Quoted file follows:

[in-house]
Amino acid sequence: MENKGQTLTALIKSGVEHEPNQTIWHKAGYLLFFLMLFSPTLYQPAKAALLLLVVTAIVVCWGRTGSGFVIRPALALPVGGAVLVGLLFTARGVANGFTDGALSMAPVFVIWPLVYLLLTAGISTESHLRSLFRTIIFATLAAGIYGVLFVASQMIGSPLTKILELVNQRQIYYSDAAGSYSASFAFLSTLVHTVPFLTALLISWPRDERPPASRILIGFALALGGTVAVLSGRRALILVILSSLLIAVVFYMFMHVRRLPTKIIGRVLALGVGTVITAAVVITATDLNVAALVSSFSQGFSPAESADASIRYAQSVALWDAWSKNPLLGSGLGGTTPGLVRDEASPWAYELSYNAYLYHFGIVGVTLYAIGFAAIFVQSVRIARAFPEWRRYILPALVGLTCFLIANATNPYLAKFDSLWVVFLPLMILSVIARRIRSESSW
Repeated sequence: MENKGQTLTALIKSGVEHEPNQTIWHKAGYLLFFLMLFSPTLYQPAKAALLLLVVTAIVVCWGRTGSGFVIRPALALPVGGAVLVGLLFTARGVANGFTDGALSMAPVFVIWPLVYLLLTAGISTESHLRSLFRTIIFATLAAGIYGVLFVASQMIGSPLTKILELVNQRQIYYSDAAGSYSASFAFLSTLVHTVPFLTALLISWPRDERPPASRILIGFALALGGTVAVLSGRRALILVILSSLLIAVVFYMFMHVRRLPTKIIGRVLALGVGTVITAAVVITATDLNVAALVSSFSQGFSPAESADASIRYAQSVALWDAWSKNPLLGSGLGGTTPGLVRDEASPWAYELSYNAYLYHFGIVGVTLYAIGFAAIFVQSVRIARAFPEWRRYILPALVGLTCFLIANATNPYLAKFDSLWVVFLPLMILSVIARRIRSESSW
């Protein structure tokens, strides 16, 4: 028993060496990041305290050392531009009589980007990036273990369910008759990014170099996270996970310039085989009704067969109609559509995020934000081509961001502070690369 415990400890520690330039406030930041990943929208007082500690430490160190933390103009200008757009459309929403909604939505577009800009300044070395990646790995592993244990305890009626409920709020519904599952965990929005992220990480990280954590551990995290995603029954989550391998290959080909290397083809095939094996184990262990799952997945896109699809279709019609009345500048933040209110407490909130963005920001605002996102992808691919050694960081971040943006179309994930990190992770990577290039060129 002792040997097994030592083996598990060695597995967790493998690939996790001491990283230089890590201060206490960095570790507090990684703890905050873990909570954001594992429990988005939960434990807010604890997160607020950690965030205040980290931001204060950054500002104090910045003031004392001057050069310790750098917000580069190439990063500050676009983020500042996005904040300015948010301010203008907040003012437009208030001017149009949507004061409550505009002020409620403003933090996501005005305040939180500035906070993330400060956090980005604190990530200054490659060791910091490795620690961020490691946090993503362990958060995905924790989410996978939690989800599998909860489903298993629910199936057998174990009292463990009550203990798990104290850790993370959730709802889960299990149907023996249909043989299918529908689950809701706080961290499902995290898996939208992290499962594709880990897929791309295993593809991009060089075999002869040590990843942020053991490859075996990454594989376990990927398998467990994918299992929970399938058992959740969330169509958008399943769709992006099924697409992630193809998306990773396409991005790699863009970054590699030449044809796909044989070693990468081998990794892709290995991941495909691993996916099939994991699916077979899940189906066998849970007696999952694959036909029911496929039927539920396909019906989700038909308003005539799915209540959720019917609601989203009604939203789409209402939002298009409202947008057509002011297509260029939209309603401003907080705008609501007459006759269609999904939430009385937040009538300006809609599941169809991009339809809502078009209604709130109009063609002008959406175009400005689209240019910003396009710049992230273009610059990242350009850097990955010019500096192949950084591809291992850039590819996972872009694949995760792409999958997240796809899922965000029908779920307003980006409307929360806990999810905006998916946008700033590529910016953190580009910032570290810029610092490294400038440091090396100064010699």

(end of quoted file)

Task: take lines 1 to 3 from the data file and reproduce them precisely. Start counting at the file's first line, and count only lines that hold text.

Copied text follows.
[in-house]
Amino acid sequence: MENKGQTLTALIKSGVEHEPNQTIWHKAGYLLFFLMLFSPTLYQPAKAALLLLVVTAIVVCWGRTGSGFVIRPALALPVGGAVLVGLLFTARGVANGFTDGALSMAPVFVIWPLVYLLLTAGISTESHLRSLFRTIIFATLAAGIYGVLFVASQMIGSPLTKILELVNQRQIYYSDAAGSYSASFAFLSTLVHTVPFLTALLISWPRDERPPASRILIGFALALGGTVAVLSGRRALILVILSSLLIAVVFYMFMHVRRLPTKIIGRVLALGVGTVITAAVVITATDLNVAALVSSFSQGFSPAESADASIRYAQSVALWDAWSKNPLLGSGLGGTTPGLVRDEASPWAYELSYNAYLYHFGIVGVTLYAIGFAAIFVQSVRIARAFPEWRRYILPALVGLTCFLIANATNPYLAKFDSLWVVFLPLMILSVIARRIRSESSW
Repeated sequence: MENKGQTLTALIKSGVEHEPNQTIWHKAGYLLFFLMLFSPTLYQPAKAALLLLVVTAIVVCWGRTGSGFVIRPALALPVGGAVLVGLLFTARGVANGFTDGALSMAPVFVIWPLVYLLLTAGISTESHLRSLFRTIIFATLAAGIYGVLFVASQMIGSPLTKILELVNQRQIYYSDAAGSYSASFAFLSTLVHTVPFLTALLISWPRDERPPASRILIGFALALGGTVAVLSGRRALILVILSSLLIAVVFYMFMHVRRLPTKIIGRVLALGVGTVITAAVVITATDLNVAALVSSFSQGFSPAESADASIRYAQSVALWDAWSKNPLLGSGLGGTTPGLVRDEASPWAYELSYNAYLYHFGIVGVTLYAIGFAAIFVQSVRIARAFPEWRRYILPALVGLTCFLIANATNPYLAKFDSLWVVFLPLMILSVIARRIRSESSW